Story Promise

Are you delivering on your Story Promise?

The cover suggests an epic fantasy novel. The first few pages mentions swords and fairies and you know this book is for you. Or is it?

Readers establish expectations based on the first few pages of a story. Is there an opening hook pulling them in? Will the journey have a successful ending? Is it the genre they are currently itching to read? As the writer, you are creating a story promise in the first couple of pages of your manuscript. You are letting the reader know what the story will be and why it’s worth reading.

However, new authors often set the wrong expectations or have an unclear story promise. They introduce ideas, characters and clues that never pan out or never become relevant. If you don’t tie these up by the end of the story, it will feel like a loose end. Your reader will be disappointed that you didn't deliver the kick-ass journey they expected.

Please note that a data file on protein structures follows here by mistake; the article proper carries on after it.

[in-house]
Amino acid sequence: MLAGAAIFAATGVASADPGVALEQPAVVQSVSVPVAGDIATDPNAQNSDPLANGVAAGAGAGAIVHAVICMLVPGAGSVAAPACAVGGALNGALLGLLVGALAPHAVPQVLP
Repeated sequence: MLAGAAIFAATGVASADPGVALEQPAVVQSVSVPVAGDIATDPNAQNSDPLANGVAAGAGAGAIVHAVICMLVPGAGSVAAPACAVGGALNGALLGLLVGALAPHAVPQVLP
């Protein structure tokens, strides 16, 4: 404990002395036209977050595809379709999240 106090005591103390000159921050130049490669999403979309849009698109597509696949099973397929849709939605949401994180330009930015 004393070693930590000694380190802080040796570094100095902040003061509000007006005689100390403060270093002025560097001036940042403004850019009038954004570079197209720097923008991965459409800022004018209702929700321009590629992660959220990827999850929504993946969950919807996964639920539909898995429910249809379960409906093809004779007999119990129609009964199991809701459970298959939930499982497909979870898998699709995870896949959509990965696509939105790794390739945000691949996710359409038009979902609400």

Here are a couple of ways to make sure you’re promising the right story:
  1. Study books in the same genre. If you’re a writer, you should be an avid reader. Pull books from your keeper shelf and see how those stories start.
  2. Highlight the characters, locations, and abstract factoids present in the first 3 pages (in your story or from the favorite book). Remove any that don’t later become important.
  3. Play with your words. If you’re writing an edgy, brutal murder mystery then it shouldn't sound like a sweeping tale of passionate romance.
  4. Read it out loud. Limit yourself to just the first page. If it hasn't gotten to the ‘good part,’ cut, cut, cut.

Your readers will appreciate the effort and will grow to trust you as an author. The best way to become a reader’s auto buy author is to always deliver on your story promise.

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